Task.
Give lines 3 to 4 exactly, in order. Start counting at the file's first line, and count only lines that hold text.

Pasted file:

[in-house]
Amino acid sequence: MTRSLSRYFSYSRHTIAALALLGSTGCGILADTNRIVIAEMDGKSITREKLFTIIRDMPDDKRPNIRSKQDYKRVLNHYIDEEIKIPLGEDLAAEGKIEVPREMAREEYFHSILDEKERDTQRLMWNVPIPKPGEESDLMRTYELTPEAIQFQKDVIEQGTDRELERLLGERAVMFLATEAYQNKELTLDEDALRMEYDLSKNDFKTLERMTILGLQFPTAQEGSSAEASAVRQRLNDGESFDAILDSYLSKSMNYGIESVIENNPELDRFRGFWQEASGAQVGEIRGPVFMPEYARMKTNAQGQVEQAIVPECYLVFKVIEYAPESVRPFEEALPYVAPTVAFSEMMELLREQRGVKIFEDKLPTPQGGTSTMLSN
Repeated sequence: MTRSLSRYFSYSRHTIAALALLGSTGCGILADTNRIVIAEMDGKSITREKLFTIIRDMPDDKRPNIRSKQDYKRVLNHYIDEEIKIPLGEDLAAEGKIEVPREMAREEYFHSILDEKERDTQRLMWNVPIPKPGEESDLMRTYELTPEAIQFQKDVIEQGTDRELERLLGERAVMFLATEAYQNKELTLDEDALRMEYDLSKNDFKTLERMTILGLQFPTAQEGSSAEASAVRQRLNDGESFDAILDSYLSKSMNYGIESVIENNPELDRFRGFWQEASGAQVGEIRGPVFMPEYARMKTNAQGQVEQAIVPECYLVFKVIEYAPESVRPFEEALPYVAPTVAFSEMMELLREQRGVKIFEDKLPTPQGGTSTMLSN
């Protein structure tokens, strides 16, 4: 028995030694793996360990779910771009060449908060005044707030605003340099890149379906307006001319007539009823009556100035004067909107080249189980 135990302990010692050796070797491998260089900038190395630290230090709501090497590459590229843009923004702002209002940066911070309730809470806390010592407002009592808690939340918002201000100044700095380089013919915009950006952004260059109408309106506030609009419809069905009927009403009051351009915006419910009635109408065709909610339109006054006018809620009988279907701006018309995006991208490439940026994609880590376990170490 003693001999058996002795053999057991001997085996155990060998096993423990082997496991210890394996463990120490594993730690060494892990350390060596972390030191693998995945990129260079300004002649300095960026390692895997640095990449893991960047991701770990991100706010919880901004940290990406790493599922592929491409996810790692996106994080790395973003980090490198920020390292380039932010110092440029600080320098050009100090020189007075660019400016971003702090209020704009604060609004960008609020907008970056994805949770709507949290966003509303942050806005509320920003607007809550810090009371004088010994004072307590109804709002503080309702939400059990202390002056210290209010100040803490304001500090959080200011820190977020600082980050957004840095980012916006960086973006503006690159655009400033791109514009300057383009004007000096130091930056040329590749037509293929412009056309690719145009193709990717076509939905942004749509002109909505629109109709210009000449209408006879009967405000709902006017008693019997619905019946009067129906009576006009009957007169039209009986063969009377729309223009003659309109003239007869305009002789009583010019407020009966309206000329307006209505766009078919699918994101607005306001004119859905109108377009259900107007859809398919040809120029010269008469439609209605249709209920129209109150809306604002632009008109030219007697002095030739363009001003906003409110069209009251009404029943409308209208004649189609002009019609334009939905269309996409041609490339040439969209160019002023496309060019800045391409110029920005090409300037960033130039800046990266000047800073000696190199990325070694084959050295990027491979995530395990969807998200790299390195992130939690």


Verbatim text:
Repeated sequence: MTRSLSRYFSYSRHTIAALALLGSTGCGILADTNRIVIAEMDGKSITREKLFTIIRDMPDDKRPNIRSKQDYKRVLNHYIDEEIKIPLGEDLAAEGKIEVPREMAREEYFHSILDEKERDTQRLMWNVPIPKPGEESDLMRTYELTPEAIQFQKDVIEQGTDRELERLLGERAVMFLATEAYQNKELTLDEDALRMEYDLSKNDFKTLERMTILGLQFPTAQEGSSAEASAVRQRLNDGESFDAILDSYLSKSMNYGIESVIENNPELDRFRGFWQEASGAQVGEIRGPVFMPEYARMKTNAQGQVEQAIVPECYLVFKVIEYAPESVRPFEEALPYVAPTVAFSEMMELLREQRGVKIFEDKLPTPQGGTSTMLSN
């Protein structure tokens, strides 16, 4: 028995030694793996360990779910771009060449908060005044707030605003340099890149379906307006001319007539009823009556100035004067909107080249189980 135990302990010692050796070797491998260089900038190395630290230090709501090497590459590229843009923004702002209002940066911070309730809470806390010592407002009592808690939340918002201000100044700095380089013919915009950006952004260059109408309106506030609009419809069905009927009403009051351009915006419910009635109408065709909610339109006054006018809620009988279907701006018309995006991208490439940026994609880590376990170490 003693001999058996002795053999057991001997085996155990060998096993423990082997496991210890394996463990120490594993730690060494892990350390060596972390030191693998995945990129260079300004002649300095960026390692895997640095990449893991960047991701770990991100706010919880901004940290990406790493599922592929491409996810790692996106994080790395973003980090490198920020390292380039932010110092440029600080320098050009100090020189007075660019400016971003702090209020704009604060609004960008609020907008970056994805949770709507949290966003509303942050806005509320920003607007809550810090009371004088010994004072307590109804709002503080309702939400059990202390002056210290209010100040803490304001500090959080200011820190977020600082980050957004840095980012916006960086973006503006690159655009400033791109514009300057383009004007000096130091930056040329590749037509293929412009056309690719145009193709990717076509939905942004749509002109909505629109109709210009000449209408006879009967405000709902006017008693019997619905019946009067129906009576006009009957007169039209009986063969009377729309223009003659309109003239007869305009002789009583010019407020009966309206000329307006209505766009078919699918994101607005306001004119859905109108377009259900107007859809398919040809120029010269008469439609209605249709209920129209109150809306604002632009008109030219007697002095030739363009001003906003409110069209009251009404029943409308209208004649189609002009019609334009939905269309996409041609490339040439969209160019002023496309060019800045391409110029920005090409300037960033130039800046990266000047800073000696190199990325070694084959050295990027491979995530395990969807998200790299390195992130939690």